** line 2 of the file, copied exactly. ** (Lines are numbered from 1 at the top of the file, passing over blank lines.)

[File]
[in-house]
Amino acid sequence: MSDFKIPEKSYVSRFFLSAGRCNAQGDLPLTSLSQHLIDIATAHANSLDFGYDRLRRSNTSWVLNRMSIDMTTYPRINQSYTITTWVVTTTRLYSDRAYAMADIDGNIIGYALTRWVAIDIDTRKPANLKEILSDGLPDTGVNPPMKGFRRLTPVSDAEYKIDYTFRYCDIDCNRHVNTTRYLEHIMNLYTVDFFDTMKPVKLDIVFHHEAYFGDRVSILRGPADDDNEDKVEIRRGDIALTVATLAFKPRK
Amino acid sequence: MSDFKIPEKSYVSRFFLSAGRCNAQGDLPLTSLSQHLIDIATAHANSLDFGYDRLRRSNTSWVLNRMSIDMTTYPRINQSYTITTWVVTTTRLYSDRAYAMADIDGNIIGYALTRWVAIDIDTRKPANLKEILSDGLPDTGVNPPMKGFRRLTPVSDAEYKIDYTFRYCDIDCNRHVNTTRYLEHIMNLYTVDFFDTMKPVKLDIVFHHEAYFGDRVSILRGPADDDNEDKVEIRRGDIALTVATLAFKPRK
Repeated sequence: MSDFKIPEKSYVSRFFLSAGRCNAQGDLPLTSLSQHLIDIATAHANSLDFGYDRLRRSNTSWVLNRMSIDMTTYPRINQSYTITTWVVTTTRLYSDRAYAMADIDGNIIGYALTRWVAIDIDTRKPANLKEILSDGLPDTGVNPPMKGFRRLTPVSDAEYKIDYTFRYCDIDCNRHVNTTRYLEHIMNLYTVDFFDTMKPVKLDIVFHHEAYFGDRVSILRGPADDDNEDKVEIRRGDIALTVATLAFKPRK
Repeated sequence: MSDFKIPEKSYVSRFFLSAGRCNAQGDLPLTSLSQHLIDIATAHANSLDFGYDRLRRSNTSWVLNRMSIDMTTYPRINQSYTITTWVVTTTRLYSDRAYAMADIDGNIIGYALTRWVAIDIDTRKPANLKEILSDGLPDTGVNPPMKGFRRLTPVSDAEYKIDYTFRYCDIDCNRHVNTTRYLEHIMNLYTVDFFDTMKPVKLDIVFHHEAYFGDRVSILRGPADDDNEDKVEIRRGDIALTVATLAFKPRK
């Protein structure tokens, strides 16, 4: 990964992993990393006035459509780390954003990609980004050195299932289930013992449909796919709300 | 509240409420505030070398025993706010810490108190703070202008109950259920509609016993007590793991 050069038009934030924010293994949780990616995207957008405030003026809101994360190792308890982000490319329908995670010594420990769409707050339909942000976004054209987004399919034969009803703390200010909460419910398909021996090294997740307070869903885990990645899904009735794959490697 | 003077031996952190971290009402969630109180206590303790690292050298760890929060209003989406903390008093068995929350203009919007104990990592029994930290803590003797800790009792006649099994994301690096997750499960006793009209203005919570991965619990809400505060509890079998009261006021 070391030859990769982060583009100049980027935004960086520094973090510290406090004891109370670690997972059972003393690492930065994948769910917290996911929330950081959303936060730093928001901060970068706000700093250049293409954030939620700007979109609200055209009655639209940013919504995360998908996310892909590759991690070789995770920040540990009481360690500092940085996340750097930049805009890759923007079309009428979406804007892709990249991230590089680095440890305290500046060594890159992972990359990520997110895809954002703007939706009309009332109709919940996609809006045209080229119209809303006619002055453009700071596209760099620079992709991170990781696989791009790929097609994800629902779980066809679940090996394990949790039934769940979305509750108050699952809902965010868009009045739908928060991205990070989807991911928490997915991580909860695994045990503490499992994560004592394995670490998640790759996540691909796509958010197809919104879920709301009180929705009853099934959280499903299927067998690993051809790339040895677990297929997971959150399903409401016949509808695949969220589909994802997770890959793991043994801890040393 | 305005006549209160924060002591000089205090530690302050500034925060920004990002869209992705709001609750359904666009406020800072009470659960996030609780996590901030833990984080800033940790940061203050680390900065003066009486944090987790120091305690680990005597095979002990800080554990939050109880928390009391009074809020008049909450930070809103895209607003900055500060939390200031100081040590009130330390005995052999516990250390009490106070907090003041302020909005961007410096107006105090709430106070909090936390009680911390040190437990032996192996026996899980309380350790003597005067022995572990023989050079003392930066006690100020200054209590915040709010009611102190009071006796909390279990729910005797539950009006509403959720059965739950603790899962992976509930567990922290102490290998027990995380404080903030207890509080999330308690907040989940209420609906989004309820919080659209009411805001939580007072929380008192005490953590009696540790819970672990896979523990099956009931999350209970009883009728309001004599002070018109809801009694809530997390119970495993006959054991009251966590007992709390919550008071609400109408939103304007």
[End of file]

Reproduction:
Amino acid sequence: MSDFKIPEKSYVSRFFLSAGRCNAQGDLPLTSLSQHLIDIATAHANSLDFGYDRLRRSNTSWVLNRMSIDMTTYPRINQSYTITTWVVTTTRLYSDRAYAMADIDGNIIGYALTRWVAIDIDTRKPANLKEILSDGLPDTGVNPPMKGFRRLTPVSDAEYKIDYTFRYCDIDCNRHVNTTRYLEHIMNLYTVDFFDTMKPVKLDIVFHHEAYFGDRVSILRGPADDDNEDKVEIRRGDIALTVATLAFKPRK